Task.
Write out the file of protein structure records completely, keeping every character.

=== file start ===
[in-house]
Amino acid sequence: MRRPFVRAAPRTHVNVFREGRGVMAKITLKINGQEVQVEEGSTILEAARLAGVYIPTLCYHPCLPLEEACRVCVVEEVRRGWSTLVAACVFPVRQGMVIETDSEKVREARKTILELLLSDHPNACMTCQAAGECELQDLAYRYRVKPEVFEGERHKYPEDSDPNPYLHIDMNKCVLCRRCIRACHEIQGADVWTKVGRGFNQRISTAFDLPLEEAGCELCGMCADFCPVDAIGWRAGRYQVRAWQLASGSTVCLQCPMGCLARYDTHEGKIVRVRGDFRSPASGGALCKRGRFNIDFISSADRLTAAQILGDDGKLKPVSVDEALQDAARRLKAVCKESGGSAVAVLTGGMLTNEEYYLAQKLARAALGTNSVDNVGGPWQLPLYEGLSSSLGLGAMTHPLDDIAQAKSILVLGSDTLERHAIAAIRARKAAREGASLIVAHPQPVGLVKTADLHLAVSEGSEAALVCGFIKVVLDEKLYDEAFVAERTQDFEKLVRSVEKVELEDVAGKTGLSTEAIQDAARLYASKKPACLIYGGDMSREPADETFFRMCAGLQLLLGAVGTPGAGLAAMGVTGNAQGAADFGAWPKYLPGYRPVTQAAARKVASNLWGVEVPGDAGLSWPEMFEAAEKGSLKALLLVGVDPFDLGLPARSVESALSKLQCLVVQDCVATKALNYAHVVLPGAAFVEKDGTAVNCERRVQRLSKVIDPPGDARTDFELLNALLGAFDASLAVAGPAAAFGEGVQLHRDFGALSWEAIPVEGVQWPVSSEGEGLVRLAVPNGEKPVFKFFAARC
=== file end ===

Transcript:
[in-house]
Amino acid sequence: MRRPFVRAAPRTHVNVFREGRGVMAKITLKINGQEVQVEEGSTILEAARLAGVYIPTLCYHPCLPLEEACRVCVVEEVRRGWSTLVAACVFPVRQGMVIETDSEKVREARKTILELLLSDHPNACMTCQAAGECELQDLAYRYRVKPEVFEGERHKYPEDSDPNPYLHIDMNKCVLCRRCIRACHEIQGADVWTKVGRGFNQRISTAFDLPLEEAGCELCGMCADFCPVDAIGWRAGRYQVRAWQLASGSTVCLQCPMGCLARYDTHEGKIVRVRGDFRSPASGGALCKRGRFNIDFISSADRLTAAQILGDDGKLKPVSVDEALQDAARRLKAVCKESGGSAVAVLTGGMLTNEEYYLAQKLARAALGTNSVDNVGGPWQLPLYEGLSSSLGLGAMTHPLDDIAQAKSILVLGSDTLERHAIAAIRARKAAREGASLIVAHPQPVGLVKTADLHLAVSEGSEAALVCGFIKVVLDEKLYDEAFVAERTQDFEKLVRSVEKVELEDVAGKTGLSTEAIQDAARLYASKKPACLIYGGDMSREPADETFFRMCAGLQLLLGAVGTPGAGLAAMGVTGNAQGAADFGAWPKYLPGYRPVTQAAARKVASNLWGVEVPGDAGLSWPEMFEAAEKGSLKALLLVGVDPFDLGLPARSVESALSKLQCLVVQDCVATKALNYAHVVLPGAAFVEKDGTAVNCERRVQRLSKVIDPPGDARTDFELLNALLGAFDASLAVAGPAAAFGEGVQLHRDFGALSWEAIPVEGVQWPVSSEGEGLVRLAVPNGEKPVFKFFAARC